May 7, 2009
Re: Public Investors Confidence in a Fair and Balanced Market
The investing public has lost faith in a fair and balanced market place for their investments. The recent change by the SEC in allowing unabated short selling in our public securities market appears to be a major contributing factor.
The comments made by the Agency certainly leaves great doubt in the minds of the public that the Agency can even understands their own rules. It is no wonder after "a representative" for the your humble Agency makes the following statement quoted in the March 31, 2008 Wall St. Journal article , Heard on the Street, "The Uptick rule debate":
"A representative of the SEC, which made the rule change, notes that since 2001, stocks have traded in decimals, rather than fractions. So even before the July change, a bearish-minded investor easily could have pushed a stock even just a penny higher with a little buying and then come back with a big short sale, effectively skirting the intent of the rule. He notes that some foreign markets also have seen a volatility spike, even though there were no similar changes in how stocks can be shorted."
Tell me the why the unit of trading makes any sense in this argument? The long standing uptick rule prevented a short sellers from selling shares at a price lower than the last uptick. Your example doesn't work in the real world, unless there are 'buyers" at the uptick price for the short sell to sell additional shares to. Once the price drops, has a downtick, the short seller is prohibited from selling more shares until there is an uptick and there are "buyers" willing to purchase stock at the higher price. The short seller could manipulate the market but can not create or induce others to artificially buy shares he is shorting.
My observation would be that the SEC was unable to police this long standing rule and succumbed to the pressure of the short sellers and hedge funds to change the rule for the benefit of these "investors" and these investors alone. Please correct me if I am wrong
Wall Street is good at creating new and novel investments. Many receive special exemptions that circumvented the short selling rule. Maybe because there were not directly shares of a "public" company, they were allowed to be shorted without the consideration to the uptick ruling. It is my understanding that the keepers of these derivative products, to keep the books balanced as new shorts were being created, have no choice but to short shares of the underlying securities and as such were exempt from the uptick rule. Who is the beneficiary? Wall Street, certainly not shareholders.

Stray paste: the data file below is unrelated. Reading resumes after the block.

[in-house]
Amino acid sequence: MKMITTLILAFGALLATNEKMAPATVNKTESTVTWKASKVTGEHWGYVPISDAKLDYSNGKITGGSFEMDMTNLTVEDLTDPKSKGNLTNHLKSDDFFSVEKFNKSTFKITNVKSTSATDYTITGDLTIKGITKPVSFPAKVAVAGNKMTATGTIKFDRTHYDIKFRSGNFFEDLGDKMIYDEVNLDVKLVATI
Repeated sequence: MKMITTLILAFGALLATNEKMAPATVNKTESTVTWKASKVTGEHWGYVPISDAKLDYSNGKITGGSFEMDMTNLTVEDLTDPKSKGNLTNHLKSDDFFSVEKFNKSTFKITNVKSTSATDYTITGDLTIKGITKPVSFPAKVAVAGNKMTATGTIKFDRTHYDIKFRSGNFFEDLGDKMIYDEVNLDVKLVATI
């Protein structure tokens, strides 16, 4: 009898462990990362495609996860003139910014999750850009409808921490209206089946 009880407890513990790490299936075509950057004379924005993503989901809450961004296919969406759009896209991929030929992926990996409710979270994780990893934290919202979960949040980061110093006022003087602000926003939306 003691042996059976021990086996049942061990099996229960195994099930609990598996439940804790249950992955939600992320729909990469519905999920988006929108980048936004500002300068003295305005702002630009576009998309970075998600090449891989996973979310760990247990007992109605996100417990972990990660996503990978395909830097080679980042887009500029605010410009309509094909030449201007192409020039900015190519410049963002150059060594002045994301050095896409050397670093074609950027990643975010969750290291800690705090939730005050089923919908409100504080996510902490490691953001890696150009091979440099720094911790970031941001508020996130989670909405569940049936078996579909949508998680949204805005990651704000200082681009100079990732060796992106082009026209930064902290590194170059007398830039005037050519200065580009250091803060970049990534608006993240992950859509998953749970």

Review the figures. In mid 1999 the combined short interest of the NYSE and NASDAQ was 5.75 Billion shares. By the end of 2007 that figure was a staggering 21.9 Billion shares, an increase of over 280% or more than 16.1 Billion shares. There are several results from of all this. Creation of shares without regulatory oversight and dilution of real investors long term investment interest, just to name a couple of points.
Where do all these borrowed shares come from? Certainly they can come from investors that buy shares in margin accounts. Wall Street brokerage firms makes money lending shares. However the biggest source today has to be Mutual Funds. A change in the laws a few years back started allowing mutual funds to loan shares of the companies a fund invest in to short sellers, for a fee. Makes a lot of sense to be making big investments with investors money, and then let short sellers borrow shares, for a minuscule fee, to unmercifully sell the shares lower in totally unregulated market. A huge conflict of interest in my opinion. Worst yet, leaving a huge potential for market manipulation. What can happen when a fund is struggling for performance decides to call in outstanding shares lent to short sellers? It is no wonder some mutual funds are notorious for end of quarter/end of year "window dressing" They are manipulating the market in an attempt to look better, be it for one or two days a year.
And we don't want to even get into the Naked Short Selling argument that everyone, most notably the Agency, has continued to turn a blind eye towards.
It is no wonder the public investors are losing faith in our investment markets. The oversight committees are so bogged down in bureaucratic paperwork an menial enforcement policies that they don't have time for the real important rules that have a major impact the investing public.
A very concerned investor.